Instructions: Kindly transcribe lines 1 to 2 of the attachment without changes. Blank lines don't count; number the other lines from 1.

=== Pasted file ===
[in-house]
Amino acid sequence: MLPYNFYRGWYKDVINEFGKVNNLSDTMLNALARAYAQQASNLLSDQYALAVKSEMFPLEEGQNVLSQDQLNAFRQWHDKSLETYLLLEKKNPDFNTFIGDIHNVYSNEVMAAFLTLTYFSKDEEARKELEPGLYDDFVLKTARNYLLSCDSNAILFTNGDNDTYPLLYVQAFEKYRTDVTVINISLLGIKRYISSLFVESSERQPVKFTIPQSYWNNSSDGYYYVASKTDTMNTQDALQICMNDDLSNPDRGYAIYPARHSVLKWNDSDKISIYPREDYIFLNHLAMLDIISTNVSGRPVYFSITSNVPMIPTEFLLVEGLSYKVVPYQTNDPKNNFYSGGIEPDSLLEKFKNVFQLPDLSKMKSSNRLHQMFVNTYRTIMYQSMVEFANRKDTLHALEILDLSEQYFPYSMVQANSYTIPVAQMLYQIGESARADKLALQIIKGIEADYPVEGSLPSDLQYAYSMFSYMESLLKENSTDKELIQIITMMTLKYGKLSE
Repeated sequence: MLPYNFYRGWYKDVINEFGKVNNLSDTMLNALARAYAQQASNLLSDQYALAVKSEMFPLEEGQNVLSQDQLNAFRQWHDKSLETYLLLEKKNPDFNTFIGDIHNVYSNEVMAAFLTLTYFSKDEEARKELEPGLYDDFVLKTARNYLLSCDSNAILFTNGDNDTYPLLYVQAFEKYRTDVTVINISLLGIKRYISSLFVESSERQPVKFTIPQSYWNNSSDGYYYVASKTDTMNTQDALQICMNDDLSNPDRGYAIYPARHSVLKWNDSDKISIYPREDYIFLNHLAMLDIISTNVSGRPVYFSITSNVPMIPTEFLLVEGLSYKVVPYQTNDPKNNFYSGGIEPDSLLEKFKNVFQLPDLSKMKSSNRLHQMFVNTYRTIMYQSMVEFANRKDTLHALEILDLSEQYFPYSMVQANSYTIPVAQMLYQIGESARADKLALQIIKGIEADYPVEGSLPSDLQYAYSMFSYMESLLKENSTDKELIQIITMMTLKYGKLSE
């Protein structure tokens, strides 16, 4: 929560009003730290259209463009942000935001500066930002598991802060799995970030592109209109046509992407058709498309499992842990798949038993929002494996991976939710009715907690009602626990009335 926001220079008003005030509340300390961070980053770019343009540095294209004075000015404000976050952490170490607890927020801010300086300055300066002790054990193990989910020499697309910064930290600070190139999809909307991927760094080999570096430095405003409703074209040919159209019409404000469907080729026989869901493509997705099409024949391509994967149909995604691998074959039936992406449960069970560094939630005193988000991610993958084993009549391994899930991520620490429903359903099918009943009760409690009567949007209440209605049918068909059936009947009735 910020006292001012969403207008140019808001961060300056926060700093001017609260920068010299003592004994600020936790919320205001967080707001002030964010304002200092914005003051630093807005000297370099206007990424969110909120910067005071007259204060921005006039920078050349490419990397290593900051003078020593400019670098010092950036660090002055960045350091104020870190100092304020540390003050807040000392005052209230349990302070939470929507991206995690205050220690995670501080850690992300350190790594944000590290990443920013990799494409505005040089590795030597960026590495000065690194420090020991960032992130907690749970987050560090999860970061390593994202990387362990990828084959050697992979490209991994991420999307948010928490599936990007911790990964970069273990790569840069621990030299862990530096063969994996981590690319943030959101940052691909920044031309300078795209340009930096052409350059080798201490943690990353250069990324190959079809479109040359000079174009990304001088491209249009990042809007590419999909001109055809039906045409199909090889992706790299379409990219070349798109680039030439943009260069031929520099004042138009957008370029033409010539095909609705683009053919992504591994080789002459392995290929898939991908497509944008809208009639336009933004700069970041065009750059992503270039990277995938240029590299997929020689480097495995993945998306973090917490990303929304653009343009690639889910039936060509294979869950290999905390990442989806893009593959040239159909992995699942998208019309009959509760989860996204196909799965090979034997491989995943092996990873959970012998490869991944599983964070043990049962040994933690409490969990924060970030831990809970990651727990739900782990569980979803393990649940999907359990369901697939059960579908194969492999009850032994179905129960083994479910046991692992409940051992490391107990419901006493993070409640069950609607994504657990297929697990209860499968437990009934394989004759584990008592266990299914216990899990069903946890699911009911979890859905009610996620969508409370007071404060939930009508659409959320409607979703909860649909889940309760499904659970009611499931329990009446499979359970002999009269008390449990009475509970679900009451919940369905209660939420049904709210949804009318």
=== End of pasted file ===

[in-house]
Amino acid sequence: MLPYNFYRGWYKDVINEFGKVNNLSDTMLNALARAYAQQASNLLSDQYALAVKSEMFPLEEGQNVLSQDQLNAFRQWHDKSLETYLLLEKKNPDFNTFIGDIHNVYSNEVMAAFLTLTYFSKDEEARKELEPGLYDDFVLKTARNYLLSCDSNAILFTNGDNDTYPLLYVQAFEKYRTDVTVINISLLGIKRYISSLFVESSERQPVKFTIPQSYWNNSSDGYYYVASKTDTMNTQDALQICMNDDLSNPDRGYAIYPARHSVLKWNDSDKISIYPREDYIFLNHLAMLDIISTNVSGRPVYFSITSNVPMIPTEFLLVEGLSYKVVPYQTNDPKNNFYSGGIEPDSLLEKFKNVFQLPDLSKMKSSNRLHQMFVNTYRTIMYQSMVEFANRKDTLHALEILDLSEQYFPYSMVQANSYTIPVAQMLYQIGESARADKLALQIIKGIEADYPVEGSLPSDLQYAYSMFSYMESLLKENSTDKELIQIITMMTLKYGKLSE